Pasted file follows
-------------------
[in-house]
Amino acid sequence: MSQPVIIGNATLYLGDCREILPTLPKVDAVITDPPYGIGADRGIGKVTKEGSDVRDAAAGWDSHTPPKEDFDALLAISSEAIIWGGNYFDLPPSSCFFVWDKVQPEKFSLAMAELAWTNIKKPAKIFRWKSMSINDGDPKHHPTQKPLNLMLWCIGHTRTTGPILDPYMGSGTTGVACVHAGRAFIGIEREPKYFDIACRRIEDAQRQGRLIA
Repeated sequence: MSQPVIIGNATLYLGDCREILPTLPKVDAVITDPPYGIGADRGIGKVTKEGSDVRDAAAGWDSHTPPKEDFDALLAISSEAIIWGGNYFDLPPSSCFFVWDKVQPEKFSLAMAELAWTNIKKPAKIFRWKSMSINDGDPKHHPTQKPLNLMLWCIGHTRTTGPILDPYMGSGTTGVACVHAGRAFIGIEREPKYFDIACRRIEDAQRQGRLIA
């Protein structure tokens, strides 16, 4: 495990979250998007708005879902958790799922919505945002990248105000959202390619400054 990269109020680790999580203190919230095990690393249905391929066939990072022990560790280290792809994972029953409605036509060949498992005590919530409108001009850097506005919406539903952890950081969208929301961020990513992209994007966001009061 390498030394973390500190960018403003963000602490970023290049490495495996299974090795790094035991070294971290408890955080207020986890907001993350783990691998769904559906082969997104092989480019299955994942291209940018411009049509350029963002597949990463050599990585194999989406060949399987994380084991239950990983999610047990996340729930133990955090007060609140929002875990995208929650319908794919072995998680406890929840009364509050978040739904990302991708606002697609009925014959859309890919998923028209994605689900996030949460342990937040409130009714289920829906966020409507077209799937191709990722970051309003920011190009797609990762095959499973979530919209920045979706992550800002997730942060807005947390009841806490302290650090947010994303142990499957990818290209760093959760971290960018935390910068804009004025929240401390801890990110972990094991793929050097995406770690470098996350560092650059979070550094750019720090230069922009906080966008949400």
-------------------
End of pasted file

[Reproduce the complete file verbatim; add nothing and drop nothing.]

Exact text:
[in-house]
Amino acid sequence: MSQPVIIGNATLYLGDCREILPTLPKVDAVITDPPYGIGADRGIGKVTKEGSDVRDAAAGWDSHTPPKEDFDALLAISSEAIIWGGNYFDLPPSSCFFVWDKVQPEKFSLAMAELAWTNIKKPAKIFRWKSMSINDGDPKHHPTQKPLNLMLWCIGHTRTTGPILDPYMGSGTTGVACVHAGRAFIGIEREPKYFDIACRRIEDAQRQGRLIA
Repeated sequence: MSQPVIIGNATLYLGDCREILPTLPKVDAVITDPPYGIGADRGIGKVTKEGSDVRDAAAGWDSHTPPKEDFDALLAISSEAIIWGGNYFDLPPSSCFFVWDKVQPEKFSLAMAELAWTNIKKPAKIFRWKSMSINDGDPKHHPTQKPLNLMLWCIGHTRTTGPILDPYMGSGTTGVACVHAGRAFIGIEREPKYFDIACRRIEDAQRQGRLIA
């Protein structure tokens, strides 16, 4: 495990979250998007708005879902958790799922919505945002990248105000959202390619400054 990269109020680790999580203190919230095990690393249905391929066939990072022990560790280290792809994972029953409605036509060949498992005590919530409108001009850097506005919406539903952890950081969208929301961020990513992209994007966001009061 390498030394973390500190960018403003963000602490970023290049490495495996299974090795790094035991070294971290408890955080207020986890907001993350783990691998769904559906082969997104092989480019299955994942291209940018411009049509350029963002597949990463050599990585194999989406060949399987994380084991239950990983999610047990996340729930133990955090007060609140929002875990995208929650319908794919072995998680406890929840009364509050978040739904990302991708606002697609009925014959859309890919998923028209994605689900996030949460342990937040409130009714289920829906966020409507077209799937191709990722970051309003920011190009797609990762095959499973979530919209920045979706992550800002997730942060807005947390009841806490302290650090947010994303142990499957990818290209760093959760971290960018935390910068804009004025929240401390801890990110972990094991793929050097995406770690470098996350560092650059979070550094750019720090230069922009906080966008949400």